A new calf has been born to J pod.

John Forde was out on the water near Tofino, B.C., when he spotted a baby orca alongside its mother, possibly J31.

“It looked like it’s doing really well, fingers crossed,” Forde said of the baby, which he saw a little after 11 a.m. Thursday. Forde owns whale-watch company The Whale Centre, but he was out on the water on his research permit doing photo identification, not on a tour, when he saw the baby.

This is the second calf born to the endangered southern residents since January. With the new calf the southern resident population now numbers 76 whales.

Reports of the calf excited orca advocates on both sides of the border. The calf is still so young its fetal folds are showing, and what will become white patches are still the orange color the new babies sport.

Forde posted photos of the calf on his company’s blog.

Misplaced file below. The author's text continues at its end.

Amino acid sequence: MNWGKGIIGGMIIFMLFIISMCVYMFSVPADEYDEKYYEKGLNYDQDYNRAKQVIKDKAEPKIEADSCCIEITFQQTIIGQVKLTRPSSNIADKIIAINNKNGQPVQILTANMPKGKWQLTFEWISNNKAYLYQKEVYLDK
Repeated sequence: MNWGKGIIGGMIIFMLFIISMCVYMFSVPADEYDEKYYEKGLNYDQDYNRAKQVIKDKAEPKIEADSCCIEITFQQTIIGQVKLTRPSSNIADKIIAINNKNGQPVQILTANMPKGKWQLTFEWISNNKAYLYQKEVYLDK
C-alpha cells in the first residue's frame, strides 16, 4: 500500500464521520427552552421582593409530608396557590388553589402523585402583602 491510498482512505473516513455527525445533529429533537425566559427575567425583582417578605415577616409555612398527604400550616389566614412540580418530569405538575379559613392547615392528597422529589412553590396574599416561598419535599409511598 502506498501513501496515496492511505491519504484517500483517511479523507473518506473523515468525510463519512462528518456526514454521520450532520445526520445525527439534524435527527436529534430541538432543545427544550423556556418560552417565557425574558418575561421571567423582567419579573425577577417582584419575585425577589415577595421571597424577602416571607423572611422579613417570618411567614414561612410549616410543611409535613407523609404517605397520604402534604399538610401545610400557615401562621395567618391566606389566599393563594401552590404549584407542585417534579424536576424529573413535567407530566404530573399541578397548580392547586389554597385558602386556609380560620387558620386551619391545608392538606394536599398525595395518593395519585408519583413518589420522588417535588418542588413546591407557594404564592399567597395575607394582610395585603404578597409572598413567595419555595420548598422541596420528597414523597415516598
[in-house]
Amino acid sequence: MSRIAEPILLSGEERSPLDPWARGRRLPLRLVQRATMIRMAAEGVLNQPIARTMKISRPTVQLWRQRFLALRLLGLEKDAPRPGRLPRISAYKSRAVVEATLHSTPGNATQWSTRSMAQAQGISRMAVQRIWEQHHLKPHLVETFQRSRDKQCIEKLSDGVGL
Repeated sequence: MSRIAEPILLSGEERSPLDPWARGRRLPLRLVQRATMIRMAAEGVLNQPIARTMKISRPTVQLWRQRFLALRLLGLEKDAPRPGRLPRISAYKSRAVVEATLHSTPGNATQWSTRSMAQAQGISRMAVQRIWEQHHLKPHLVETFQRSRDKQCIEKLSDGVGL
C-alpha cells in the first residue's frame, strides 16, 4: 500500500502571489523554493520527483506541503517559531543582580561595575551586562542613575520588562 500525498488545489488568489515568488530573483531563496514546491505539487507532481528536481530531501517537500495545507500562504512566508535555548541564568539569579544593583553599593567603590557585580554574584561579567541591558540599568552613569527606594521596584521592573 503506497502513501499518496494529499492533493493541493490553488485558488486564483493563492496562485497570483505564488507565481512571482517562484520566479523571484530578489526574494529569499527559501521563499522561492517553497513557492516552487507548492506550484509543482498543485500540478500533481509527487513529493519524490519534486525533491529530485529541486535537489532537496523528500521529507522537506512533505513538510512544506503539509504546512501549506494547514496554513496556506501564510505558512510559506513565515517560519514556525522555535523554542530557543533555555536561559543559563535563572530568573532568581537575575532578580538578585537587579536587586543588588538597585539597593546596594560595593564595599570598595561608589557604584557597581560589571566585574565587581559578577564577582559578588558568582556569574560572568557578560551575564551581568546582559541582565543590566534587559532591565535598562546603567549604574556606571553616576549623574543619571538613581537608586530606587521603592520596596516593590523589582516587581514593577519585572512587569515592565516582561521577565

The Center for Whale Research, the official keeper of whale demographics for the southern residents, confirmed the report.

“Researchers at the CWR have confirmed that the calf is a new addition, and based on its coloration and body condition was likely born some time in the last 1 to 3 weeks,” the center reported in a news release. “The calf was photographed in association with several J pod females, including J31, J46, and J40. More field observations are needed to confirm the identity of the calf’s mother.”

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The new baby is particularly good news in an endangered population that before 2019, had no documented successful births since 2016.

“A ray of hope,” said Donna Sandstrom in an email. Sandstrom is a member of the Governor’s Task Force on Whale Recovery and founder and executive director of the Whale Trail, which features land-based whale watching.

This is the second calf born this year. The last new calf, L124, was born to southern-resident orca L77 and is still alive. That sex of the calf is not yet known.

Orca calves face a perilous first year, with only about 50% surviving.

Hostile Waters: Orcas in Peril


ABOUT THIS SERIES
“Hostile Waters” exposes the plight of Puget Sound's southern resident killer whales, among our region's most enduring symbols and most endangered animals. The Seattle Times examines the role humans have played in their decline, what can be done about it and why it matters.